The findings were published in an interim report from a team of experts tasked by Monitor with examining whether Mid Staffordshire NHS Foundation Trust in its current form is able to provide services to local patients in the long term.
The team reported that the trust is not clinically sustainable in its present form and cannot break even without compromising future clinical services.
Whilst significant improvements have been made to the way the trust is run and there are no immediate concerns about the care patients are receiving, the experts in the contingency planning team advised Monitor that this will not be sustainable.
The report says that Mid Staffs is one of the smallest trusts in the country with relatively low levels of patients attending accident and emergency, and requiring non-elective surgery and maternity services. This means the 2 hospitals at Stafford and Cannock Chase will find it increasingly difficult to provide adequate professional experience for consultants, and support them in the numbers recommended to maintain a high-quality service in the long term.
The report also said that, without continuing cash support, the trust is unable to pay its debts as they fall due and would be deemed insolvent. The Department of Health gave the trust £20 million last year. The investigation found that to break even, the trust would need to make £53 million of savings in 5 years (equating to 7% of its annual budget every year) and still require a £73 million subsidy from the Department over the period.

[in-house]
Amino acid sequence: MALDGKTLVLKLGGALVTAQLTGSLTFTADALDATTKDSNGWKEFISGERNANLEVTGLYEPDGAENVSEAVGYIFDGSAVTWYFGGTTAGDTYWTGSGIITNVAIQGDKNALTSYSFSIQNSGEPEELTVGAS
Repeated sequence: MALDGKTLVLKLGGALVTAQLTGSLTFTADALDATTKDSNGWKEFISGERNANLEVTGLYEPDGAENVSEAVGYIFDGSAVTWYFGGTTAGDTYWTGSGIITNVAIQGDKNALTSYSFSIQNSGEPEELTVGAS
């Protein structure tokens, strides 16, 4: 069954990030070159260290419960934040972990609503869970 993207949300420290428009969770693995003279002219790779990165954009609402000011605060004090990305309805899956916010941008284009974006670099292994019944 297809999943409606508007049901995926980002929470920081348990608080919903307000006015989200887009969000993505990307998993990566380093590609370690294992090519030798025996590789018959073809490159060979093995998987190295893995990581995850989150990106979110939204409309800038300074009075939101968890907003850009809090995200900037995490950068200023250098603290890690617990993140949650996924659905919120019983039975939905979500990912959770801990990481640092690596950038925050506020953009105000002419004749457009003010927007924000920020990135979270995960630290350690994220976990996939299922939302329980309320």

The experts are now considering how services should be provided in a way which meets the needs of patients in the Mid Staffordshire area and is also sustainable. This will include assessing whether some services should be moved to existing or new providers in the area and who these providers might be. It will reflect the views of commissioners from Stafford and Cannock as to which services it is essential to maintain locally.
Once Monitor has received recommendations in a final report, the regulator will decide what action to take and whether to put the trust into special administration.
Prof Hugo Mascie-Taylor, Clinical Adviser to the contingency planning team, said:
In the past the trust struggled to maintain high quality clinical services at the same time as reaching its financial targets and even now it is struggling to achieve recommended levels of staffing. If the Department removed its financial subsidy it is clear that clinical services would suffer.
Stephen Hay, Managing Director for Provider Regulation at Monitor, said:
The team of independent experts have consulted widely in examining whether Mid Staffordshire is sustainable in its current form. Now we have the team’s conclusions, it is important that they move forward quickly to find a way to safeguard services for patients in this area.
Mid Staffs: sustainability assessment